According to news reports, the U.S. has picked up Osama bin Laden's voice on
a radio in or around the Tora Bora area, which means the noose is tightening
It also means that the roles are, for now at least, largely reversed:
Afghanistan only sees 10 hours of daylight at this time of year, so the U.S. has
14 hours of night fighting, and, as was said earlier, the U.S. owns the night:
with infrared goggles, and thermal imaging, and high-powered sniper rifles, bin
Laden's men are likely to be picked off by enemies who they can't see, much less
shoot back at. Day or night, bunker busters break through cave walls and Daisy Cutters suck the oxygen out of considerable areas.
In short, while there are still ways apparently for bin Laden to escape, the
chances of that happening are less every hour, and the steady terror of knowing
that one's death is at hand is bound to be on their minds. Here's hoping
that the tension and terror are very high indeed. Bin Laden and his men may
have, belatedly, realized that the U.S. is deadly when angered. On the
now-famous videotape, bin Laden crows that Islamic materials are being sold at
vastly higher rates in the U.S. after 9/11, but what he's too ignorant to
realize is that the sales are largely to "infidels" who are trying to
understand Islam better. It's just one more miscalculation in a series of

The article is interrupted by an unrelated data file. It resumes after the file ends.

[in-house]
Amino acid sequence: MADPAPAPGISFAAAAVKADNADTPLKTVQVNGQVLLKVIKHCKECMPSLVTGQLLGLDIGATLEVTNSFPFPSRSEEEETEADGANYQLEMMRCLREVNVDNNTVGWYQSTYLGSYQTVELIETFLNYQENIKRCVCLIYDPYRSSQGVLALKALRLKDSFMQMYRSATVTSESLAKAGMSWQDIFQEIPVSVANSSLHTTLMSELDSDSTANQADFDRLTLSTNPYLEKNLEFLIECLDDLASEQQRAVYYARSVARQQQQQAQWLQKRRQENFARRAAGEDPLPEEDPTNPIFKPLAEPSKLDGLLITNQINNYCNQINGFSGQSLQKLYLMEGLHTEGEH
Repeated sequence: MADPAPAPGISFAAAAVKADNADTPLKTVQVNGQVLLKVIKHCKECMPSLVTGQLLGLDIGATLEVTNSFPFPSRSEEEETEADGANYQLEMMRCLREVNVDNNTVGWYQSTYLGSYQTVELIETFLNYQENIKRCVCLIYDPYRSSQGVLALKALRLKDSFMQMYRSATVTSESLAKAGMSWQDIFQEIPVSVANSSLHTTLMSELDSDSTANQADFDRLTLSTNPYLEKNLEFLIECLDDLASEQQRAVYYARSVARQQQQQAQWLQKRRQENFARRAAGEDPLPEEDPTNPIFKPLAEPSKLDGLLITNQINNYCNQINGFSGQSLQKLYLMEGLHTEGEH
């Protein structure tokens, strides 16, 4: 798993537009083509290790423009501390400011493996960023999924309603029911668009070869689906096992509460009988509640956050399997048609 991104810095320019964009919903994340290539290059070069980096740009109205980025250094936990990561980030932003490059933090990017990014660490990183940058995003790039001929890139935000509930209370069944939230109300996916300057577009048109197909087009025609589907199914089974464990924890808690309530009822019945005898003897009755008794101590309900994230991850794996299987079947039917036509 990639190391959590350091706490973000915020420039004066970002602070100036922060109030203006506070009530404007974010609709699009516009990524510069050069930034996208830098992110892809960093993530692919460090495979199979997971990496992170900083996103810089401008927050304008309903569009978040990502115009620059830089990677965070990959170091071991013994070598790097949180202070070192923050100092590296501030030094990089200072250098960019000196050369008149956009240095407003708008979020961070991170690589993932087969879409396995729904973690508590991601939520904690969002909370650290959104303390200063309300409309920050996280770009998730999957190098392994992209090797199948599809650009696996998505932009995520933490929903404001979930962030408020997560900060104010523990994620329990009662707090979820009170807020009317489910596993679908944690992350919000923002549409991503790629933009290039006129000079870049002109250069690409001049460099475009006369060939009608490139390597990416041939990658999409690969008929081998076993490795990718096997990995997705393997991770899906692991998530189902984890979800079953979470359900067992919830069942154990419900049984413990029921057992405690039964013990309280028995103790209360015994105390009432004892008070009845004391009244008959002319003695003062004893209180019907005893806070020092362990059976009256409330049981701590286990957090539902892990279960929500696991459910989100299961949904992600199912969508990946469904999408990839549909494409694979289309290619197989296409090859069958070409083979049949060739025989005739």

Nothing is going to bring back the slain in New York and Washington, but our
guess is that the death of bin Laden and his last followers in Afghanistan will
result in a grim satisfaction for many Americans. For others who are
tempted to follow in his footsteps, the U.S. has made clear their determination
and ability to settle the score. Afghanistan has always been considered an
impossible territory to conquer, being landlocked and with a difficult
geography. It defeated the British and the Russians, and bin Laden was
certain he would take down the U.S. as well. It doesn't look like things
will happen that way.
There's still the chance that Al Qaeda has more nastiness in mind for us, but
the organization, as it previously existed, is no more.
A survivor in New York published a column in Newsweek and said the following:
"Of everything bin Laden had to say, what bothered me most was his
praise for another Arab who had taunted Americans by saying 'If you are true
men, come down here and face us.' Well, bin Laden, weÂve accepted the
invitation. And where are you now? Hiding in a cave. You coward.'"